40 acres, starting at $50,000. Home sizes ranging from 800 to 3,000 square feet are expected to cost $200,000 to $600,000, on top of the land purchase. Plans must go through an architectural review before construction.

The project was originally planned as an Earthship-exclusive community, similar to the Earthship village in Taos, N.M., which boasts self-reliant homes partially made with recycled materials such as brightly colored glass bottles that play artistic and structural roles.

But Hatch broadened the types of homes that will be available, an attempt to appeal to more people. So in addition to Earthships, the solar village will include GEOS-designed homes – more conventional-looking but equally solar-reliant – straw-bale and cob design adobe and stucco homes, and other green creations.

There will be another big difference between the Taos community and the one near Colorado Springs. In Taos, Earthships produce their own electricity and harvest rainwater that’s cleaned and recycled for conventional water use, watering indoor and outdoor plants, and flushing toilets.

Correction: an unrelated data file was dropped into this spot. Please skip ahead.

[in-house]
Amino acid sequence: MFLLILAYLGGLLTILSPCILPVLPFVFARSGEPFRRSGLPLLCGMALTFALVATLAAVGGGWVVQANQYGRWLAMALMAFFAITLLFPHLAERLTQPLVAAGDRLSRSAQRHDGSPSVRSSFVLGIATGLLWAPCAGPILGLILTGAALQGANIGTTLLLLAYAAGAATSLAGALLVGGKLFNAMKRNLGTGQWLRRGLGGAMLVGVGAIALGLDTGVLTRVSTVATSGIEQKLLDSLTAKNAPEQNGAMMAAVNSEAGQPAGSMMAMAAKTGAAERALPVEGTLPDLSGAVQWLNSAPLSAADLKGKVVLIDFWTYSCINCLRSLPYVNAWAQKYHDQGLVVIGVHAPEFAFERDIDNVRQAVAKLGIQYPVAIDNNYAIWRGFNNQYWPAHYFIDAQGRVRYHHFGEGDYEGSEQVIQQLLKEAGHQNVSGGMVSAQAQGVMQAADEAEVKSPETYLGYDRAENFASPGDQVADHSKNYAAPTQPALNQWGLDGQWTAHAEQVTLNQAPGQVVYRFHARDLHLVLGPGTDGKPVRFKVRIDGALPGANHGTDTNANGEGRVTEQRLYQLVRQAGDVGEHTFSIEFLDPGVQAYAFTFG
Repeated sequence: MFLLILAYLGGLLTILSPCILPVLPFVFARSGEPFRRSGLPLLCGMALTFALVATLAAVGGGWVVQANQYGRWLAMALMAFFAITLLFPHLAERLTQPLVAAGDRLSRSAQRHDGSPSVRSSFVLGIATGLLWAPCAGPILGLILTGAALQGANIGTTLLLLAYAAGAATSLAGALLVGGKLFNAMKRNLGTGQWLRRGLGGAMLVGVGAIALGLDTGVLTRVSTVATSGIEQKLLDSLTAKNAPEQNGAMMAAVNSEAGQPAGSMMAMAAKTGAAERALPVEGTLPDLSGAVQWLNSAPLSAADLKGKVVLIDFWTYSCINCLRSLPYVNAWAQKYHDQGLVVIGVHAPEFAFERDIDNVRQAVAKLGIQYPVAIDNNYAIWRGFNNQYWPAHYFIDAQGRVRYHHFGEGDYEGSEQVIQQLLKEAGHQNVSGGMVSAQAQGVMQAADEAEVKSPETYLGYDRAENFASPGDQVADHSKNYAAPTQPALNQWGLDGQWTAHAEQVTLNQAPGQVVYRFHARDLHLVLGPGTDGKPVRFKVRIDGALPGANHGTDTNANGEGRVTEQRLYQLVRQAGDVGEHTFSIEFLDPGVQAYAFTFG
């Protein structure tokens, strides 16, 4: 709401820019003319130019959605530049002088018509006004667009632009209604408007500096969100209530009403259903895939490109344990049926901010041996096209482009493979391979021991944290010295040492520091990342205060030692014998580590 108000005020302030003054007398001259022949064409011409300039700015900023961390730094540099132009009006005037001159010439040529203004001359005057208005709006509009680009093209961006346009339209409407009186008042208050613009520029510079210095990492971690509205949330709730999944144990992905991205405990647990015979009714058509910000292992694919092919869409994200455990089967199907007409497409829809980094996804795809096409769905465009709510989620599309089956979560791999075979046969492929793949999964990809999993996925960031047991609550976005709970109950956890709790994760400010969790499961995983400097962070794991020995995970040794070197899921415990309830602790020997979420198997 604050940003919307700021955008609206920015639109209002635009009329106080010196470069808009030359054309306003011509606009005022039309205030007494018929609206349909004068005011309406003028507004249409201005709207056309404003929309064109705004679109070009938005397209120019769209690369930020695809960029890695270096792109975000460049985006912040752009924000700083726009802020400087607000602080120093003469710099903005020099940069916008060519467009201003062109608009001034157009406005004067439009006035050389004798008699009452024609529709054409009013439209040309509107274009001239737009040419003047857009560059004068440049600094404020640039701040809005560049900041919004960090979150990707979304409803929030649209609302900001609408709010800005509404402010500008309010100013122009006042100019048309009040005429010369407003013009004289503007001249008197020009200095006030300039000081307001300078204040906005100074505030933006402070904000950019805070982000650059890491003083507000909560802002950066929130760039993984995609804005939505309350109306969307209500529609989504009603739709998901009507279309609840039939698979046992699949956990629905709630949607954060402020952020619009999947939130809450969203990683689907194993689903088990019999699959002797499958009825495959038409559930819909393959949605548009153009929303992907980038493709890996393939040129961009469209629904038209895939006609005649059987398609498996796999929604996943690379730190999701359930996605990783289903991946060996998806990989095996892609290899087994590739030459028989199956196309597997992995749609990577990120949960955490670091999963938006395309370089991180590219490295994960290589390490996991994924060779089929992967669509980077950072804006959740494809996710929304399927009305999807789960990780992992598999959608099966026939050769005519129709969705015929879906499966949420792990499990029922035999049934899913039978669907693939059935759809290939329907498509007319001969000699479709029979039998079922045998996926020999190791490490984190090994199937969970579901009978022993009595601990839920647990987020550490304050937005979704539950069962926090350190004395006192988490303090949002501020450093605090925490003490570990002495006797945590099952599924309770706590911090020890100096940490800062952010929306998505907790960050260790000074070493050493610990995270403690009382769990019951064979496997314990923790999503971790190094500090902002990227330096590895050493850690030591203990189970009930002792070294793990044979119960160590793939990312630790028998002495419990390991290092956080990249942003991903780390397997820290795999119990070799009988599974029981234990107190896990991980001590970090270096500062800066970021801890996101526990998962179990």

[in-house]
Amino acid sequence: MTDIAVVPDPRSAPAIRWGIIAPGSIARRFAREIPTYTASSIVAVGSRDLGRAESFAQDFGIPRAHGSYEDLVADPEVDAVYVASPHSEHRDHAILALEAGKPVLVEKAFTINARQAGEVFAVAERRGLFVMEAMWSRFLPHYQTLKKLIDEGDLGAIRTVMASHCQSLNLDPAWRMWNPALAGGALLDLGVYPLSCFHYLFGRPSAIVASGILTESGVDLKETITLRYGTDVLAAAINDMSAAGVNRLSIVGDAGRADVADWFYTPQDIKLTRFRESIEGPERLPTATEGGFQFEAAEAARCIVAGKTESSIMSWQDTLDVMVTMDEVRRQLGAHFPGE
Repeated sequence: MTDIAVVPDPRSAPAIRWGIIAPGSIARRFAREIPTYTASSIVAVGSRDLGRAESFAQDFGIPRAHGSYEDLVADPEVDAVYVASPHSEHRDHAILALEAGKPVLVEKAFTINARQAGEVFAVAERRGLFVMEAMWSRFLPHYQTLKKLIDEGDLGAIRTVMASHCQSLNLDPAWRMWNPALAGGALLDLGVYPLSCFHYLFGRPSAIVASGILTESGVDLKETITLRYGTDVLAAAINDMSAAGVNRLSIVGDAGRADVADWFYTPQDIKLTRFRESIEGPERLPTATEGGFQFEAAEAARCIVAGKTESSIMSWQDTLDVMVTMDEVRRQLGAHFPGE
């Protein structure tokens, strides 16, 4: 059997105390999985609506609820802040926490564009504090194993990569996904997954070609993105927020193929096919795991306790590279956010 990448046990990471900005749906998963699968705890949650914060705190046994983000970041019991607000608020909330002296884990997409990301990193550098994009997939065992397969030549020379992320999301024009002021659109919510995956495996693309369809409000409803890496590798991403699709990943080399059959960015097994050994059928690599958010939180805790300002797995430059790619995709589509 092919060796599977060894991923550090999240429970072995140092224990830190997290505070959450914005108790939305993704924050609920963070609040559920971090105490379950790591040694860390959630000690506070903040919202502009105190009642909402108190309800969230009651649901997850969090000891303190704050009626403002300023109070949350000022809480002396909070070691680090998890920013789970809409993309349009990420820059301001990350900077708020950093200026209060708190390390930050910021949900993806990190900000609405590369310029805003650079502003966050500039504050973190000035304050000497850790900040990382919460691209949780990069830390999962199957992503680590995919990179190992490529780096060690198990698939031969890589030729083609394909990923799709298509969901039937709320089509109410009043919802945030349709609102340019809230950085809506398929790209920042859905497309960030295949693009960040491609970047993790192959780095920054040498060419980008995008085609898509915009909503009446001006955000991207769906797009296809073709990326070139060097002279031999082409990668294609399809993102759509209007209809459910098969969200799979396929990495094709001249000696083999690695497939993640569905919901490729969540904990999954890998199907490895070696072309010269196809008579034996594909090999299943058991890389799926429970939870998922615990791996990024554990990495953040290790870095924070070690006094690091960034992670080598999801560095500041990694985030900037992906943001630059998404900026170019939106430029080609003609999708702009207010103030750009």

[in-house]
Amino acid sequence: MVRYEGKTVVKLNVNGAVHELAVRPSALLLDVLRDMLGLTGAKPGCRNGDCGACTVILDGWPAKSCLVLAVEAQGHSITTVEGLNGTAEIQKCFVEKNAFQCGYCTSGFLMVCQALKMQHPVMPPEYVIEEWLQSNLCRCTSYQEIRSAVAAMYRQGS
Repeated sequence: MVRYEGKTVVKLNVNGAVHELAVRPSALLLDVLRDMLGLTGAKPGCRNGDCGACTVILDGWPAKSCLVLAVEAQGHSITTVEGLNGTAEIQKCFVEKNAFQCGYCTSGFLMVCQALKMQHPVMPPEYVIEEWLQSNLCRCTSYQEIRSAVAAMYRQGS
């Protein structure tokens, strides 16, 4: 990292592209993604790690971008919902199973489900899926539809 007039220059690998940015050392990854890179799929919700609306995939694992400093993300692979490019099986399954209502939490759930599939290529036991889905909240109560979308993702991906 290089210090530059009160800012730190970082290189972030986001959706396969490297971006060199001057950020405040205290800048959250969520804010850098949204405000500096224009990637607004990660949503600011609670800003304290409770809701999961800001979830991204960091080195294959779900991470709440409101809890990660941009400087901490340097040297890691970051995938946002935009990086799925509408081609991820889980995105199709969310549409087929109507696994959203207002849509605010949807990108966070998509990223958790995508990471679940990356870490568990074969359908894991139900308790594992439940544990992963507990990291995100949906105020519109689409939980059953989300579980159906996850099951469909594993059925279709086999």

El Paso County has strict regulations on harvesting rainwater, however, so prospective villagers shouldn’t expect to be self-reliant for H2O.

But as long as water conservation is a prime focus of the development, it will be an asset to the area, said Steve Saint, sustainability coordinator for the Green Cities Coalition.

“Most of the folks in the Green Cities Coalition feel like we really need to address water and food and have a huge effort to shift our dependence on water and food from the outside area to the area itself,” he said.

Since the development is small compared with the total number of homes in El Paso County, the overall impact on energy use will be small, said Kevin Gilford, assistant sustainability director at the University of Colorado at Colorado Springs. But the village can still serve as an example for greener living.

“The greater impact will be longer term, and that will be that people will realize that there’s another way to build homes,” he said.

Residents of the new village will have to pay a fee for a homeowners association, but Hatch said he is not yet sure what that fee will be.